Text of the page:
A leader is not an administrator who loves to run others, but someone who carries water for his people so that they can get on with their jobs.
~ Robert Townsend
Children of Men - Directed by Alfonso Cuarón (Harry Potter and the Prisoner of Azkaban), the film seems to be shot almost entirely with a hand-held camera, and most scenes play out without any cuts (single shot sequence), so you get the feeling your walking through the events as a participant or observer. Very cool. That climactic scene at near the end looks like it's entirely one shot, no cuts, and it goes on for many minutes, all with bullets, sfx, movement, action, dialog...amazing accomplishment for a single shot...though it turns out they did use CGI to blend some cuts and elements, but still...the impact is substantial. You feel like you're right there.
Received from a relative...this had me cracking up for quite a while...enjoy!
A male patient is lying in bed in the hospital, wearing an oxygen mask over his mouth and nose, still heavily sedated from a difficult four hour, surgical procedure. A young student nurse appears to give him a partial sponge bath.
"Nurse", he mumbles, from behind the mask. "Are my testicles black?"
Embarrassed, the young nurse replies "I don't know, Sir. I'm only here to wash your upper body and feet."
He struggles to ask again, "Nurse, are my testicles black?"
Concerned that he may elevate his vitals from worry about his testicles, she overcomes her embarrassment and sheepishly pulls back the covers.
She raises his gown, holds his penis in one hand and his testicles in the other, lifting and moving them around.
Then, she takes a close look and says, "There's nothing wrong with them, Sir!!"
The man pulls off his oxygen mask, smiles at her and says very slowly,
"Thank you very much. That was wonderful. But listen very, very closely......
House of God Laws - Rumor has it, when medical interns, residents, and nurses need an attitude adjustment because of what they face all day, they refer to the Laws of The House of God.
The laws come from Samuel Shem's book The House of God. A work of fiction, the novel is loosely based on Shem's year as a medical intern. It's a fast pace, cynical view of medical training that bombs all the Marcus Welby M.D. illusions our culture used to carry about the medical profession.
My Mom, a breast cancer survivor, would have laughed at this one.
Photoshopped Celebrity Faces - What is wrong with this picture?
- Received this by email. Totally hilarious and, as per George Carlin, so very insightful. Carlin's wisdom grows with age.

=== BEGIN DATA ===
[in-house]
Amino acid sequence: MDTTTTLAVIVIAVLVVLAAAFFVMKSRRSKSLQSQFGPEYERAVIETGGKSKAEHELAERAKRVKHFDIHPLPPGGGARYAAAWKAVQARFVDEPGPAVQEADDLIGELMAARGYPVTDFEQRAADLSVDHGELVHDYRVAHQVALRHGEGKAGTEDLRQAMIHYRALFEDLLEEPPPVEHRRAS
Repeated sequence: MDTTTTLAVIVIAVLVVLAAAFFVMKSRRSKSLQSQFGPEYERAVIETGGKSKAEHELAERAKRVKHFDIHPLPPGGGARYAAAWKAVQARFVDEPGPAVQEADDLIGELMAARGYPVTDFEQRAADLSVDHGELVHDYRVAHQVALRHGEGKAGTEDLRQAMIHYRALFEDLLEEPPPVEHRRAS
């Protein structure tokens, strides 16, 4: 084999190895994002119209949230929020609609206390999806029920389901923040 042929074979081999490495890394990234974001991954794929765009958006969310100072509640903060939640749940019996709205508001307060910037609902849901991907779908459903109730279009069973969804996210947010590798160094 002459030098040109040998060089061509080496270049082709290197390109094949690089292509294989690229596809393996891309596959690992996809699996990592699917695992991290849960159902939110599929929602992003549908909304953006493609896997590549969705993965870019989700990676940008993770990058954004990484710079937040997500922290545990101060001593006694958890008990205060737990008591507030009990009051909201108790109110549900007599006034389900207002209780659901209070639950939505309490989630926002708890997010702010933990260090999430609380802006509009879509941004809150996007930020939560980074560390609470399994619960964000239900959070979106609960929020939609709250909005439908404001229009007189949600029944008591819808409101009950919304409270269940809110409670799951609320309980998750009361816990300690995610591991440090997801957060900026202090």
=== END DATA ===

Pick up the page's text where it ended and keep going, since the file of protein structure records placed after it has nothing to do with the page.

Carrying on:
George Carlin on Aging
Do you realize that the only time in our lives when we like to get old is when we're kids? If you're less than 10 years old, you're so excited about aging that you think in fractions. "How old are you?" "I'm four and a half!"
You're never thirty-six and a half. You're four and a half, going on five! That's the key. You get into your teens, now they can't hold you back. You jump to the next number, or even a few ahead. "How old are you?" "I'm gonna be 16!" You could be 13, but hey, you're gonna be 16!
Saw an absolutely beautiful film last night, Snow Falling on Cedars. The cinematography by Robert Richardson is simply exquisite -- every frame a fine photograph. And masterful editing by Hank Corwin knitted the abstract poetry of images into a compelling storyline, which included many flashbacks and dream sequences. It could have been a disaster, but the level of craftsmanship on this film was extremely high. Director Scott Hicks (Shine) orchestrated a nuanced work of art that deserved its 5 Oscar nominations and many other awards.
The acting in this movie was equally magnificent, with delicate, subtle performances by Max von Sydow, James Cromwell, Richard Jenkins (Six Feet Under), Ethan Hawke, and Yauki Kudoh (Memoirs of a Geisha). I particularly like Kudoh's performance, and that of Anne Suzuki who played her Hatsue character at a younger age. Sydow was also fantastic, and I love Richard Jenkins -- would like to see more of this guy.
Adapted from the international bestselling book Snow Falling on Cedars by David Guterson, the film is an experience in itself. Definitely worth viewing.
The legacy we are leaving our kids...Just add the polluted environment and the list is about complete.